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Ursula Paperback – November 5, 2010

4.4 out of 5 stars 8 customer reviews
Book 15 of 21 in the Human Comedy Series

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Editorial Reviews

About the Author

A prolific writer, Honore de Balzac (1799-1850) is generally regarded, along with Gustave Flaubert, as a founding father of realism in European literature, and as one of France's greatest fiction writers. --This text refers to the Hardcover edition.
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Product Details

  • Paperback: 136 pages
  • Publisher: CreateSpace (November 5, 2010)
  • Language: English
  • ISBN-10: 1456338102
  • ISBN-13: 978-1456338107
  • Product Dimensions: 7.4 x 0.3 x 9.7 inches
  • Shipping Weight: 12.8 ounces (View shipping rates and policies)
  • Average Customer Review: 4.4 out of 5 stars  See all reviews (8 customer reviews)
  • Amazon Best Sellers Rank: #5,592,375 in Books (See Top 100 in Books)

Customer Reviews

Top Customer Reviews

Format: Paperback
When elderly Dr Minoret settles in his family hometown along with a young female ward, Ursule, his vulture-like relatives are ever in the wings waiting to inherit. They grow to hate Ursule, convinced she is scheming to get 'their' money. Without giving too much away, there is a crime, a touch of the supernatural and a pair of starcrossed lovers.
It had me enthralled from page 1; I can see why Balzac considered it a 'remarkable tour de force'. The characters of the horrible relatives in particular are brilliantly drawn eg 'his face was one of those in which it is hard for the thoughtful observer to see any trace of a soul beneath the florid tints of gross, coarsening flesh'. Recommended.
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Format: Kindle Edition Verified Purchase
I have come to love Honore de Balzac rather late in life, discovering his works in my fifties after hearing him referenced in my children's recent performance of The Music Man. Who was this author with the interesting name, when (and what) did he write? As a lover of Dickens, Hardy and Hugo, I was destined to love the characterizations created by Honore de Balzac.
I began by reading the novel Ursula, from Balzac's series of stories, The Human Comedy.
...for more information on this review, visit mavierecommence.blogspot.com.
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Format: Paperback Verified Purchase
Although Ursula Mirouet is not of the same caliber as Balzac's major masterpieces like Lost Illusions, Cousine Bette, Eugenie Grandet, and Pere Goriot, it is an enjoyable and rewarding story that can be read within a few days; it moves along at a fairly rapid pace and involves hypnotism, hidden documents, love, a crime, apparitions, and scheming relatives. Of note are the observations Balzac makes on the person with a guilty conscience. Also, a sense of God and justice envelopes this world unlike his other novels.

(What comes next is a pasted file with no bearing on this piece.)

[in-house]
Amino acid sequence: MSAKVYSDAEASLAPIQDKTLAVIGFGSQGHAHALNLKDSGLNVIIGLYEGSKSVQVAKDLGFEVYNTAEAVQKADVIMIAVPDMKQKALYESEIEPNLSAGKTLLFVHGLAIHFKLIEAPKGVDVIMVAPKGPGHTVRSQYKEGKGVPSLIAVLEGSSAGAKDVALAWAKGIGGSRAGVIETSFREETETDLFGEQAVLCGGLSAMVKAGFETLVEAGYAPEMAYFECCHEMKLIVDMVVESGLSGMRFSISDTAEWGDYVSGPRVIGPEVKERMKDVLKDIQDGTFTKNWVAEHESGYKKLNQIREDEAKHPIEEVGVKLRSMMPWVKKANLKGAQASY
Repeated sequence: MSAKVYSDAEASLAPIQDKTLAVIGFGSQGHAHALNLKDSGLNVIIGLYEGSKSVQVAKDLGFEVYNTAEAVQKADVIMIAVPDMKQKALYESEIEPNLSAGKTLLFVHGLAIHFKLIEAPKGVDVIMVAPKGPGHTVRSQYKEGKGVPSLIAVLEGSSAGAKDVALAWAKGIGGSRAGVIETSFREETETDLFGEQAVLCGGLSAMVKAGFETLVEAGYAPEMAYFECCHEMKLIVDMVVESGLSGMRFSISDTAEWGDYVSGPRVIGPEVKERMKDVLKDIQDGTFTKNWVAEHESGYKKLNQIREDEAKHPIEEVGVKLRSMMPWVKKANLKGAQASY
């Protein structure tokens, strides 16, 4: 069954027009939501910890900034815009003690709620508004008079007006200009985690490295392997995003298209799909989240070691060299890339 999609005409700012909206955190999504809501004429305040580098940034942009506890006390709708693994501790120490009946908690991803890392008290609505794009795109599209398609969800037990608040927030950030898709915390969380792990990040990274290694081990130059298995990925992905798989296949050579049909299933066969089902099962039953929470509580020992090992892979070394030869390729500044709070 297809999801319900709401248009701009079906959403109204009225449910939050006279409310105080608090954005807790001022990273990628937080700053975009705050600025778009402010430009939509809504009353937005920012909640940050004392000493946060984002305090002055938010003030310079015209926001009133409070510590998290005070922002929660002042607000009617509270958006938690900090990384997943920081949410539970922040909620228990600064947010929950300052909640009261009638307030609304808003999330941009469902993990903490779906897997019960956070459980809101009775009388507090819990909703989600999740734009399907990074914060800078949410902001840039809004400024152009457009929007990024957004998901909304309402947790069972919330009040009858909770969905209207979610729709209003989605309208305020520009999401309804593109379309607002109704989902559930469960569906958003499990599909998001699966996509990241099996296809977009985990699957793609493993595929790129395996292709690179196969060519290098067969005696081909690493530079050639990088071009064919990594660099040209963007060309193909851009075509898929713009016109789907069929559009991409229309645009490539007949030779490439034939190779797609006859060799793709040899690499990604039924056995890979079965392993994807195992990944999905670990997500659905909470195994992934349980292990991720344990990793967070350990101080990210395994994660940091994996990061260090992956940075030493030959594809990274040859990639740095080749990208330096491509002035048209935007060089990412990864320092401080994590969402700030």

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Format: Paperback
With Balzac's "The Magic Skin" (La Peau de chagrin) with Dickens's "A Christmas Carol", and with Shakespeare's "Macbeth" readers are willing to suspend disbelief because the supernatural premises are given early in the story and they are part of what sells the story to us. Even when the supernatural appears unannounced and unlooked for, as when Caesar's assassins and Richard III are haunted, the device adds to the mood rather than resolve the plot.

Not so here. We have a good story about relatives conspiring to take for themselves a young girl's inheritance. The novel deals with the very real world of the French Civil Code, of family disputes, of kindness to strangers, and of falling in love. So why ruin this with a ridiculous twist?

I'm willing to accept magic when the author lived in a world where everyone believed such things (The Tale of Genji has the most wonderful ghosts, for instance) but when Balzac, who despite his Catholicism was a humanist, decides to have a plot like this depend on ghosts, séances, and Mesmerism, well I almost felt like giving up on the novel. And I would have if I hadn't resolved to read all of the Comédie Humaine.

What makes it unforgiveable is that Mesmerism was already shown to be quackery. An 18th century French royal commission, which had invited American ambassador Benjamin Franklin to join, had even refuted Mesmer's claims by testing them, even following Mesmers instructions, with their feet soaking in basins, holding each other by the thumbs so that the "magnetic fluids" could flow through them. That must have made quite a scene! Deepak Chopra and Uri Geller invented nothing.

So one star above the lowest score for the writing and the characters, but that’s all.
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